Seniors who experience cognitive decline and don’t do well on memory, language, and concentration tests are more likely to be suffering from the early developing macular degeneration. Researchers found that patients with impaired memory are more likely to have AMD without regard to their age, their education, and vascular risk factors that are commonly tied to cognitive difficulties.
The researchers evaluated over 2000 patients from 69 to 97 years old, who were part of a heart health study. Their cognitive functioning was assessed and they were also evaluated for dementia with neuropsychological testing methods.
After controlling for age, gender, race, and location, the researchers found that patients with poor cognitive functioning were more likely to have early AMD than were patients with higher assessments. Analysis additionally controlled for blood pressure, cholesterol level, diabetes, education and whether and how much the patients smoked, as well as whether the patients had a particular apolipoprotein E genotype, and found the connection to be even greater. However the researchers did not find a tie of dementia or Alzheimers’ with AMD development.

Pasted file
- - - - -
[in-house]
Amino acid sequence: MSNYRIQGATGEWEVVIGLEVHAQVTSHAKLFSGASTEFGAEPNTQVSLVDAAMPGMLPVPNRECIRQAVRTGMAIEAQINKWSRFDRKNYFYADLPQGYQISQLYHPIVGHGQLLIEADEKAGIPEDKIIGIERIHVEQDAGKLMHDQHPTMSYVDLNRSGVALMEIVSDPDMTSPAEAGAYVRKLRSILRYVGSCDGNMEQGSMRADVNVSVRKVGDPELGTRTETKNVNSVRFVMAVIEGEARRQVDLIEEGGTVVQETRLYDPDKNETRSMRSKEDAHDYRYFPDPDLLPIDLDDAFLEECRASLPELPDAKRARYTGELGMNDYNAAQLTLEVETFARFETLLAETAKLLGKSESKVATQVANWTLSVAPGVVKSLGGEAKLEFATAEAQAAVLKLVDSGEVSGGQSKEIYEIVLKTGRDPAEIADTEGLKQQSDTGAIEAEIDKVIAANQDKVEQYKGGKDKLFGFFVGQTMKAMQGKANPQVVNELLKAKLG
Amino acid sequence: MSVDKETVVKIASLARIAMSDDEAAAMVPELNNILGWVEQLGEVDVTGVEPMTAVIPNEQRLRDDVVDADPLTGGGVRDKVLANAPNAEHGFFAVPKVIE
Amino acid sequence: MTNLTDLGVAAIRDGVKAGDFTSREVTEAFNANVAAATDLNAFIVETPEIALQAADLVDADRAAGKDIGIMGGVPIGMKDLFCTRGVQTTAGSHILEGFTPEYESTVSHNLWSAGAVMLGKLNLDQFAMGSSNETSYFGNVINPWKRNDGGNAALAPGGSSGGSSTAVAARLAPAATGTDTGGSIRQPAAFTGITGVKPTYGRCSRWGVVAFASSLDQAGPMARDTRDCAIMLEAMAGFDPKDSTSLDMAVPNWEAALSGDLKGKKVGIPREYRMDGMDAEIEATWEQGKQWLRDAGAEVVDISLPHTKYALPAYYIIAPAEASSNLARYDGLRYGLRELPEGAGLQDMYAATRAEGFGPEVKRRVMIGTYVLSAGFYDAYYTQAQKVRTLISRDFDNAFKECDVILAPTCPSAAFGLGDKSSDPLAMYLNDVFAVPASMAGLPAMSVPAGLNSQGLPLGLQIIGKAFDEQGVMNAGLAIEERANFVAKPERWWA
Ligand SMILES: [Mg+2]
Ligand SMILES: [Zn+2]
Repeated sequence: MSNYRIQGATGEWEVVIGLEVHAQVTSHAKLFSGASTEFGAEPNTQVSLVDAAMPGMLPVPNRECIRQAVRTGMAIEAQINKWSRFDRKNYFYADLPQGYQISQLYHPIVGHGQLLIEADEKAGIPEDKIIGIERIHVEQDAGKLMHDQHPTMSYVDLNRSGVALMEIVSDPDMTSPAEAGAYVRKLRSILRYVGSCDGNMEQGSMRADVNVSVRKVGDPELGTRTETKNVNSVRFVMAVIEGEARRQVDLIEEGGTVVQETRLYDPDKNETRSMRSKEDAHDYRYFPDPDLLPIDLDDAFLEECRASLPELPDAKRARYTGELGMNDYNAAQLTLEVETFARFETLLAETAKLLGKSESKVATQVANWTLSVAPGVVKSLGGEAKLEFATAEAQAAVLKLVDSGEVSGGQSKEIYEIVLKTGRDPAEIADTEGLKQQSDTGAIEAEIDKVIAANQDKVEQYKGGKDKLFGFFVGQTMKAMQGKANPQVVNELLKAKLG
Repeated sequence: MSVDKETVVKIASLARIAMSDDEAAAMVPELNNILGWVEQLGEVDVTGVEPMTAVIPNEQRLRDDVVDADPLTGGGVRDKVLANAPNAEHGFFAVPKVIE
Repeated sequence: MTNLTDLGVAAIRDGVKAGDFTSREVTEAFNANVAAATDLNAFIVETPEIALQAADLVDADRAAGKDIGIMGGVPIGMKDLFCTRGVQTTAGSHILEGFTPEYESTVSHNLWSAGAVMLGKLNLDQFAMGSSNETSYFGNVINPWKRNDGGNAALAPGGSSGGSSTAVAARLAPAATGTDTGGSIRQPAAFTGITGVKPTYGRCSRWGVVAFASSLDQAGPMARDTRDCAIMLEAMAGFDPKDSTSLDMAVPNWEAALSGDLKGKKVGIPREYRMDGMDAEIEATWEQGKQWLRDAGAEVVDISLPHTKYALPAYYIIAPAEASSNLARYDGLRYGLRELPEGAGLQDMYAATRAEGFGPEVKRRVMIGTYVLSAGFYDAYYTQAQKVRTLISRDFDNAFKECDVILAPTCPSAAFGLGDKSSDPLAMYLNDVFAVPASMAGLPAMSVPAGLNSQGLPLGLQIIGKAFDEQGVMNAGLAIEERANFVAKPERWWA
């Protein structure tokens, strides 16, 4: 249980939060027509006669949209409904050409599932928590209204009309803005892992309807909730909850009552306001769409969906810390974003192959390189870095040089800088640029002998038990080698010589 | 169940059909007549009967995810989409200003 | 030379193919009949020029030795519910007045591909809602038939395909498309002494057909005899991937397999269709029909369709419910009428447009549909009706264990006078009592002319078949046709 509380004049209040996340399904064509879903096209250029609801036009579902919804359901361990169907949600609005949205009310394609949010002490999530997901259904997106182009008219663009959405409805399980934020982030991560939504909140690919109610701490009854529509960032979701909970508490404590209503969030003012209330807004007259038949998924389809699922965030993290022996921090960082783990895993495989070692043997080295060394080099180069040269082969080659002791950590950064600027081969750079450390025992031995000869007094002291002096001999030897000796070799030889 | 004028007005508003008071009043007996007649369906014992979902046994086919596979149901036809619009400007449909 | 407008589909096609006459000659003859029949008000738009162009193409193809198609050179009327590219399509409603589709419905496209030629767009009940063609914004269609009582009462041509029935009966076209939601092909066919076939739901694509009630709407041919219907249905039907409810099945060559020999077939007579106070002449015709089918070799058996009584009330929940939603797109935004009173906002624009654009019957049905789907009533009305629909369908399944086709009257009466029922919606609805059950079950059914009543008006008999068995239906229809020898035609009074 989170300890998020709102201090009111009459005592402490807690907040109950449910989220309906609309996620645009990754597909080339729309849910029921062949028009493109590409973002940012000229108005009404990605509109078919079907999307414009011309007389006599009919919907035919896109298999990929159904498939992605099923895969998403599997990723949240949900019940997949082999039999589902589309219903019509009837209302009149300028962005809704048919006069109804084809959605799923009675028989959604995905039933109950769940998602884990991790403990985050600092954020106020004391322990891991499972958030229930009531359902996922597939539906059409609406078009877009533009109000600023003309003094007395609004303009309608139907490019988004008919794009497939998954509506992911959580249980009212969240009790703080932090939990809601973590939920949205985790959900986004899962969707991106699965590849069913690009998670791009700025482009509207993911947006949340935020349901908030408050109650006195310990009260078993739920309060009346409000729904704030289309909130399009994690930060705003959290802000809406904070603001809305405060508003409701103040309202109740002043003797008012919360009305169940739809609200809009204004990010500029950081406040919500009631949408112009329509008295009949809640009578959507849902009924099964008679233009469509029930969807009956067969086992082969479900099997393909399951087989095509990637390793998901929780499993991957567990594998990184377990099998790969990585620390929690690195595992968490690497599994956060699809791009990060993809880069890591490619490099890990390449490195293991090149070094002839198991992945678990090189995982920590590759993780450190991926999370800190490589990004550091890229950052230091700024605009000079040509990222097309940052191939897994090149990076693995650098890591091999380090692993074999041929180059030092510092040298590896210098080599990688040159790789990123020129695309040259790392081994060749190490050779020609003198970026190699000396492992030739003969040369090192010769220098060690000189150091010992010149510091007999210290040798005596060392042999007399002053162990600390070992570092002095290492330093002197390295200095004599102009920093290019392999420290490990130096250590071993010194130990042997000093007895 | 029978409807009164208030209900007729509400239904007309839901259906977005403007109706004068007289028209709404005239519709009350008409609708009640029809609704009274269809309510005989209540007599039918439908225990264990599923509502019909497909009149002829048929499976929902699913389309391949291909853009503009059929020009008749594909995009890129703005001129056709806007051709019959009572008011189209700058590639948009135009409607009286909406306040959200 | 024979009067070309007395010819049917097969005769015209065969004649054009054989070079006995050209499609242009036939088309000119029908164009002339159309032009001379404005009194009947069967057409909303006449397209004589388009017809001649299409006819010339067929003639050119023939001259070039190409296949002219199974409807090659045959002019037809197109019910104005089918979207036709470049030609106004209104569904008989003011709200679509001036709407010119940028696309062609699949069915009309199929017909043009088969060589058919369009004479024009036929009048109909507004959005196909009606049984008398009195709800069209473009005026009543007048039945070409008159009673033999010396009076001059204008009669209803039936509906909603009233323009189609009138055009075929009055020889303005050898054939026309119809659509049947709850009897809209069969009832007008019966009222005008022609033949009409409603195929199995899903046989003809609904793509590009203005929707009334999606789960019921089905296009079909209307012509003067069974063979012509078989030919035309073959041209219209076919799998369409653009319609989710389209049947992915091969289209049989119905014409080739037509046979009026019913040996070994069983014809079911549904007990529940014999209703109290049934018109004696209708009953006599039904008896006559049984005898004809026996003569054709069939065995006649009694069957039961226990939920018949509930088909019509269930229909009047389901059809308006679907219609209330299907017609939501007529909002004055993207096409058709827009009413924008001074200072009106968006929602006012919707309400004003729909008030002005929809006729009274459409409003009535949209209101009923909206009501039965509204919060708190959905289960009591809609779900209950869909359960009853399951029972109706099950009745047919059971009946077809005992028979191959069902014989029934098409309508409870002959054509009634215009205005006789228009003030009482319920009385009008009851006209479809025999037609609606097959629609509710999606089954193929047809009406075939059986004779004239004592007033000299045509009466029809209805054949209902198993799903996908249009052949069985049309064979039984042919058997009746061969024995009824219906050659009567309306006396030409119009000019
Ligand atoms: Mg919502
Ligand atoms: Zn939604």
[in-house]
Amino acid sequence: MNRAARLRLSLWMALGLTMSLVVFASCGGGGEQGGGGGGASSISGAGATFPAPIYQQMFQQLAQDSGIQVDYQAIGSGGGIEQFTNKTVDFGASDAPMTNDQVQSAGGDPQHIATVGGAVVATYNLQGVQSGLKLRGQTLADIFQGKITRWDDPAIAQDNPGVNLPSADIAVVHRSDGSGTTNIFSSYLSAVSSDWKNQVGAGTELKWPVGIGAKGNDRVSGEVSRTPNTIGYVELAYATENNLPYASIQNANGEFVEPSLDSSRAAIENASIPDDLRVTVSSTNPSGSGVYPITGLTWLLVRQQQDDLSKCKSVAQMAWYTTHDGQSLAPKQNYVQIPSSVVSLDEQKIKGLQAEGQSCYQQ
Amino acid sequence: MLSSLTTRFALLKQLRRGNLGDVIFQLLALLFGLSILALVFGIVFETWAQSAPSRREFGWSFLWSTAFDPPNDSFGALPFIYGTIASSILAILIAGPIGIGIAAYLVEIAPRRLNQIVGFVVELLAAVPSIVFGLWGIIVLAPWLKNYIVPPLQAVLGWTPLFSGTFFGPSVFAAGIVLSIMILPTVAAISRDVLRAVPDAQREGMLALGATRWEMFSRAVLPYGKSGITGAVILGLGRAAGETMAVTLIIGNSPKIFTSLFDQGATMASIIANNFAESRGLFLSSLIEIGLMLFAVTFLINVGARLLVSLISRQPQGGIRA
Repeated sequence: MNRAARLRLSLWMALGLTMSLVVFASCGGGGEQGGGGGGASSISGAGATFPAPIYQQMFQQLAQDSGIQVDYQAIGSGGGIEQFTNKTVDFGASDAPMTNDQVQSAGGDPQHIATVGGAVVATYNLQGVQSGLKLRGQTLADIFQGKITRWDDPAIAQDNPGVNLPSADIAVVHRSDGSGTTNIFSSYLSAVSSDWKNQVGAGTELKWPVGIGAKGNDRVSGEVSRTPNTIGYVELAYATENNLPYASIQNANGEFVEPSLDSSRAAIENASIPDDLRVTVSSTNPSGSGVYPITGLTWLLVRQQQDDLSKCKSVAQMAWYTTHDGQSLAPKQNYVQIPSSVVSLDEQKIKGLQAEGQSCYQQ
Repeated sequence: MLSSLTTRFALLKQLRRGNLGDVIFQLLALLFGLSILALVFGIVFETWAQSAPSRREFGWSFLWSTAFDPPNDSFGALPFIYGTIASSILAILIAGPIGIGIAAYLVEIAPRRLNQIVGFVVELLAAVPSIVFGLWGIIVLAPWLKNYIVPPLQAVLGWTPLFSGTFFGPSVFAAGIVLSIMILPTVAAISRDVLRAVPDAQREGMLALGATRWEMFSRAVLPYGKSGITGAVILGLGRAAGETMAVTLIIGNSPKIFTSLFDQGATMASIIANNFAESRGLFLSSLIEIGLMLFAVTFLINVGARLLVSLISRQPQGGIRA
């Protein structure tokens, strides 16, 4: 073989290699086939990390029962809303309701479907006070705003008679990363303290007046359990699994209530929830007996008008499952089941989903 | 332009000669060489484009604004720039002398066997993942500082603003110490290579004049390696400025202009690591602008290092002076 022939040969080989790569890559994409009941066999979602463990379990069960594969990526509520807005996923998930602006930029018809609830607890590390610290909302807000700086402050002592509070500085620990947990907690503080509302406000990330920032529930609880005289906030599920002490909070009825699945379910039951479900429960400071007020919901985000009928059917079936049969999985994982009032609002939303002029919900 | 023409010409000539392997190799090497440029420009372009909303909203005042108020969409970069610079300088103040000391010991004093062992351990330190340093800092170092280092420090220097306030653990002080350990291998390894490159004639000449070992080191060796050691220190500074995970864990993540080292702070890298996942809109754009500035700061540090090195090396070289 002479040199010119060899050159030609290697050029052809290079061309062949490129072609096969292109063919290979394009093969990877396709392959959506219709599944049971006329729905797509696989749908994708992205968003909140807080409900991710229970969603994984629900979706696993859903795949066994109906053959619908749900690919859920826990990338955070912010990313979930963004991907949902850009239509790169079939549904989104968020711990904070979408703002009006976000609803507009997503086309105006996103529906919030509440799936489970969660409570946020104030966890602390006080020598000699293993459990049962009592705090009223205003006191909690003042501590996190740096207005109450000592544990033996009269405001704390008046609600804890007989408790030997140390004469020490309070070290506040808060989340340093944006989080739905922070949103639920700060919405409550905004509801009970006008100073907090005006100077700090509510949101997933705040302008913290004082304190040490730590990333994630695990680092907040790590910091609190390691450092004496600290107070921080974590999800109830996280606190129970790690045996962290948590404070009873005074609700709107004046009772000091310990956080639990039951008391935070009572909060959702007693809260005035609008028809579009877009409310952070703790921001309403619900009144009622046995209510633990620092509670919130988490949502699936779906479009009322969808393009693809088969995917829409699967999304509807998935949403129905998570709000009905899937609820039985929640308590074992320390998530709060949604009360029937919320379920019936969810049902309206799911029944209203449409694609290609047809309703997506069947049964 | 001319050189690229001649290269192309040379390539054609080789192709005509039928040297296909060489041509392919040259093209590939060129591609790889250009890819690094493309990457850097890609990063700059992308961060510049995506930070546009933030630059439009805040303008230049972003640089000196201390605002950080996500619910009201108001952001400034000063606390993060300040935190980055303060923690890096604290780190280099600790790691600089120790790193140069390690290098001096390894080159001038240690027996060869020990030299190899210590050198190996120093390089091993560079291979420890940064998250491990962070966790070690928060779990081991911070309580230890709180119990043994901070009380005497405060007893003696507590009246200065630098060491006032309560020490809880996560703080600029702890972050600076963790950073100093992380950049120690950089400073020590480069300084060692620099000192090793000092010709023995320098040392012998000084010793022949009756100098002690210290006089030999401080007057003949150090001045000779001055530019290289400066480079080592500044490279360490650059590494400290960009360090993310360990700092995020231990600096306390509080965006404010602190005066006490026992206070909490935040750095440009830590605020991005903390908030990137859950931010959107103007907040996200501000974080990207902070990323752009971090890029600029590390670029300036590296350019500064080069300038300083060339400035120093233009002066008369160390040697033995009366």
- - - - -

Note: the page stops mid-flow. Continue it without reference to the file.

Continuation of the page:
Researchers: Dr. Tien Yin Wong, and associates, Department of Ophthalmology, Centre for Eye Research Australia, University of Melbourne, Australia.
Published: Early Age-Related Macular Degeneration, Cognitive Function, and Dementia – The Cardiovascular Health Study, Baker, et al, Arch Ophthalmol. 2009;127(5):667-673.